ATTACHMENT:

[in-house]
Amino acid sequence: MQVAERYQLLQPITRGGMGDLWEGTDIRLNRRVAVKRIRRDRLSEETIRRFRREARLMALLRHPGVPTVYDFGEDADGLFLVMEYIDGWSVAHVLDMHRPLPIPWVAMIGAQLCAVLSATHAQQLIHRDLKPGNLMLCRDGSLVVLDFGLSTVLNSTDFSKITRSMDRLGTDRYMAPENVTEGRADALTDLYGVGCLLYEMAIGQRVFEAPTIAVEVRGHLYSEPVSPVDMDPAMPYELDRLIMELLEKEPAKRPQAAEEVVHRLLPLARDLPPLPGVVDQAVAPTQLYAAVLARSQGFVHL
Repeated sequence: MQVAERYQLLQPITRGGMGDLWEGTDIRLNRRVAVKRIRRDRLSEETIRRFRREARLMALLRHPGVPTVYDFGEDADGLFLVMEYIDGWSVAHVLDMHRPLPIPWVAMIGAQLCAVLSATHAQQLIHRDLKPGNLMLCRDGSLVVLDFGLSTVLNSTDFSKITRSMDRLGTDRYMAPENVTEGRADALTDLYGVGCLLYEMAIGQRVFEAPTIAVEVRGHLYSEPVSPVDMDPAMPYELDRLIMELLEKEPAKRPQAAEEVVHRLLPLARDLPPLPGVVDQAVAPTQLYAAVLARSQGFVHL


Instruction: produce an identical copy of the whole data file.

[in-house]
Amino acid sequence: MQVAERYQLLQPITRGGMGDLWEGTDIRLNRRVAVKRIRRDRLSEETIRRFRREARLMALLRHPGVPTVYDFGEDADGLFLVMEYIDGWSVAHVLDMHRPLPIPWVAMIGAQLCAVLSATHAQQLIHRDLKPGNLMLCRDGSLVVLDFGLSTVLNSTDFSKITRSMDRLGTDRYMAPENVTEGRADALTDLYGVGCLLYEMAIGQRVFEAPTIAVEVRGHLYSEPVSPVDMDPAMPYELDRLIMELLEKEPAKRPQAAEEVVHRLLPLARDLPPLPGVVDQAVAPTQLYAAVLARSQGFVHL
Repeated sequence: MQVAERYQLLQPITRGGMGDLWEGTDIRLNRRVAVKRIRRDRLSEETIRRFRREARLMALLRHPGVPTVYDFGEDADGLFLVMEYIDGWSVAHVLDMHRPLPIPWVAMIGAQLCAVLSATHAQQLIHRDLKPGNLMLCRDGSLVVLDFGLSTVLNSTDFSKITRSMDRLGTDRYMAPENVTEGRADALTDLYGVGCLLYEMAIGQRVFEAPTIAVEVRGHLYSEPVSPVDMDPAMPYELDRLIMELLEKEPAKRPQAAEEVVHRLLPLARDLPPLPGVVDQAVAPTQLYAAVLARSQGFVHL